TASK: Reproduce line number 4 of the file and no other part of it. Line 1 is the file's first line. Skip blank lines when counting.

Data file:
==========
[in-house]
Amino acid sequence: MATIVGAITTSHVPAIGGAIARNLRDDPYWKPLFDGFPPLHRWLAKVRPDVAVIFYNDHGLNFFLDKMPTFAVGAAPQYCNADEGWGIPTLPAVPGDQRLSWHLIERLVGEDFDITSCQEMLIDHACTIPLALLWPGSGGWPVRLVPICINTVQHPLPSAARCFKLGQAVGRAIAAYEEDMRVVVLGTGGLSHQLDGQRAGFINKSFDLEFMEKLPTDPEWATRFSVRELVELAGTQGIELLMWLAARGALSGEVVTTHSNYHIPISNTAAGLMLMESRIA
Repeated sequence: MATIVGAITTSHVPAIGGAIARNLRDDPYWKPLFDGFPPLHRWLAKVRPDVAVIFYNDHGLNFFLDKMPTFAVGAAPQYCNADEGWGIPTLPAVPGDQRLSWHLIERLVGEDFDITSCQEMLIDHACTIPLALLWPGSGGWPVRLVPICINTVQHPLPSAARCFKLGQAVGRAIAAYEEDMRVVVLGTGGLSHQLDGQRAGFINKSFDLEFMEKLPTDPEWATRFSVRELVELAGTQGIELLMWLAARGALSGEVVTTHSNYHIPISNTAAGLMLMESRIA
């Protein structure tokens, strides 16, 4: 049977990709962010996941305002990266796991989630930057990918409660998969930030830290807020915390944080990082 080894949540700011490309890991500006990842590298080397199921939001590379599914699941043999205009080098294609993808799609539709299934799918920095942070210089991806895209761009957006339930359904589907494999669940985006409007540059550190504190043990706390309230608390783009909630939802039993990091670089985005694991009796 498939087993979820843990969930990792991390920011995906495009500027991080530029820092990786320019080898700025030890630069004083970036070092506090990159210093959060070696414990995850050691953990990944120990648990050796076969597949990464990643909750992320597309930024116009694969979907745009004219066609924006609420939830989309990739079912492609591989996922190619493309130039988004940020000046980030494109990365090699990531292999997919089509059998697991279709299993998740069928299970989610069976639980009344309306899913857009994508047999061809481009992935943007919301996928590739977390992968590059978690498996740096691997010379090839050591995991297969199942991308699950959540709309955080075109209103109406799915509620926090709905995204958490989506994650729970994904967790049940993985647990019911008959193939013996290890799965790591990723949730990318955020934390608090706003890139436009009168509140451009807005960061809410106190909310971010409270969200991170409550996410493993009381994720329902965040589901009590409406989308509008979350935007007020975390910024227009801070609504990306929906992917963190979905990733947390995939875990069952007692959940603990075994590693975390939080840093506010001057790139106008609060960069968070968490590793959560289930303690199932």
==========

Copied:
């Protein structure tokens, strides 16, 4: 049977990709962010996941305002990266796991989630930057990918409660998969930030830290807020915390944080990082 080894949540700011490309890991500006990842590298080397199921939001590379599914699941043999205009080098294609993808799609539709299934799918920095942070210089991806895209761009957006339930359904589907494999669940985006409007540059550190504190043990706390309230608390783009909630939802039993990091670089985005694991009796 498939087993979820843990969930990792991390920011995906495009500027991080530029820092990786320019080898700025030890630069004083970036070092506090990159210093959060070696414990995850050691953990990944120990648990050796076969597949990464990643909750992320597309930024116009694969979907745009004219066609924006609420939830989309990739079912492609591989996922190619493309130039988004940020000046980030494109990365090699990531292999997919089509059998697991279709299993998740069928299970989610069976639980009344309306899913857009994508047999061809481009992935943007919301996928590739977390992968590059978690498996740096691997010379090839050591995991297969199942991308699950959540709309955080075109209103109406799915509620926090709905995204958490989506994650729970994904967790049940993985647990019911008959193939013996290890799965790591990723949730990318955020934390608090706003890139436009009168509140451009807005960061809410106190909310971010409270969200991170409550996410493993009381994720329902965040589901009590409406989308509008979350935007007020975390910024227009801070609504990306929906992917963190979905990733947390995939875990069952007692959940603990075994590693975390939080840093506010001057790139106008609060960069968070968490590793959560289930303690199932």